The second technology is a micro-discharge plasma thruster, which adjusts the position of the satellites while in orbit.
“It’s very small, low-power rocket fuel that uses a plasma fuel instead of the traditional chemical fuel,” he said. “It’s a nice light-weight, low-power unit that can be used for these small satellites.”
The third element is a worldwide ground tracking network. People at universities in California, Hawaii and Australia have agreed to track the satellites.
Before they decided all that, the team members got into the final round of the competition on the strength of the flying formation concept. “Satellite formations was definitely a hot, up-and-coming topic,” Holt said.
When the concept was accepted, they had to figure out exactly what to make. They brainstormed and went through “whiteboard after whiteboard,” going over ideas.
“We turned that into some rough sketches and we developed that into real models we could do analysis on,” Holt said. “So for the first six months we hardly touched a wrench.”
As they settled on a design, they found out that $100,000 doesn’t go a long way.
“We found out very quickly that spaceflight hardware doesn’t come cheap, especially things that have gone through certification and testing processes,” he said.
They bought many parts in electronics stores. Some parts of the communications system, some of the wiring and the electrical connectors, “they were off the shelf,” Holt said.
They also used ham radio equipment “just like you would find in a tinkerer’s backyard shack,” Holt said. They modified it to operate in space and increase transmitting power.
It was not only cheaper, but it extends the scope of the project.
“We’re going to be utilizing that as part of our mission to expand the amount of return data that we’re going to get because anyone in the world with ham radio equipment will be able to track our satellite and download data from it,” Holt said.
The GPS system, however, is a critical component.
“There were a lot of things we wanted direct control over, things we needed to be very customized on our GPS systems,” he said. “We built that from scratch.”
Finding manufacturers were research projects in themselves.
“You send out a whole bunch of e-mails and you call them and solicit them and try to get them to do it for as cheap as possible,” Burrough said. “You bargain with them, basically. Some of them get real excited with you, that it’s a student project or some of them want to see something they do get put in space so it’s equally exciting for the manufacturer.”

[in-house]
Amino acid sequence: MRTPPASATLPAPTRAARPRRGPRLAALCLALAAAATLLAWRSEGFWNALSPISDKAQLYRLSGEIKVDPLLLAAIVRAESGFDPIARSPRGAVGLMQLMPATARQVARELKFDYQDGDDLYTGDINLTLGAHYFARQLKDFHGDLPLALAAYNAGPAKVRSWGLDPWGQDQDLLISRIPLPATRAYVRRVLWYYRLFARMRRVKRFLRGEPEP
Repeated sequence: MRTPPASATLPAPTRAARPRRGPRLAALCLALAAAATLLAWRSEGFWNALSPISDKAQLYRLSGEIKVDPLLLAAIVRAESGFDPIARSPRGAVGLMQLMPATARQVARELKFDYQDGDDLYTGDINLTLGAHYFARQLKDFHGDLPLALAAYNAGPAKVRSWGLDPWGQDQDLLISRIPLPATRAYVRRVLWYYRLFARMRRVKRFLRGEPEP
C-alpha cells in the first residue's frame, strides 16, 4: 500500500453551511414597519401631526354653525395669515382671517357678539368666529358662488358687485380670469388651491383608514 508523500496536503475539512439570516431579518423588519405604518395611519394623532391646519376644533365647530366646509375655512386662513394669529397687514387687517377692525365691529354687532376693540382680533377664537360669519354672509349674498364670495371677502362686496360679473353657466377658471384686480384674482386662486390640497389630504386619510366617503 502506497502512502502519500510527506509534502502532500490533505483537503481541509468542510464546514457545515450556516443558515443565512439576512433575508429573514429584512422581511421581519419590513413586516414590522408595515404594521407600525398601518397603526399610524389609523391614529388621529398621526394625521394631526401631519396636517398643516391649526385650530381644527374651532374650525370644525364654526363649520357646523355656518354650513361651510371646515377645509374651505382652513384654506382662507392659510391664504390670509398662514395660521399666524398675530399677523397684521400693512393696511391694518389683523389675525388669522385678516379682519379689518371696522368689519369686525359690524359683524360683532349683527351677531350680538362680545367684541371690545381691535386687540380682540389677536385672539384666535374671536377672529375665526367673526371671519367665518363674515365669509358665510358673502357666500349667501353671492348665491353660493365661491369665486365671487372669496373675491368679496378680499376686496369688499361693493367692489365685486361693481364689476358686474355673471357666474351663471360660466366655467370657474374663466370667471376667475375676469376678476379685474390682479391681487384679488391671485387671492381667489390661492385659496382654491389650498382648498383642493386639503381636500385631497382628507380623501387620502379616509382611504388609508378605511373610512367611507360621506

Holt managed the project, making sure the parts were on schedule. When something fell behind, he’d join the team for some hands-on work and help get things back on track.
The team tested components as they came together and then it was time to test the entire system.
“We turned it all on for the first time,” Holt said. “The very first time we saw the communication message coming from the satellite, ‘FASTRAC SATELLITE SAFE MODE GO HORNS,’ we all had a sigh of relief.”
The university’s graduate aerospace program is in the top 10 nationally and winning the competition reinforces that, Lightsey said.
“There is also the opportunity to gain expertise and ultimately field a research center to develop technology for satellites,” he said. “We hope that FASTRAC will permanently improve our capability to perform space missions and research for organizations like NASA and the Air Force.”
The students’ dedication throughout the project was apparent to Lightsey.
“Even as the problems changed, the one constant was the students’ commitment to see the project succeed,” he said.
Some performers might be motivated by seeing their names in lights. The FASTRAC team members were spurred by seeing their work in space.
“Everybody was devoting above and beyond the amount of time expected,” Holt said. “They were working toward the goal of seeing something they had built with their own hands into space. I think that motivated us quite a bit.”
“By doing a hands-on project and actually building something and seeing it all the way through and hopefully seeing it go up, it’s completely rewarding,” she said. “Your thoughts and ideas get manifested in front of you. You see it happen. It’s definitely fulfilling. It makes you want to do more.”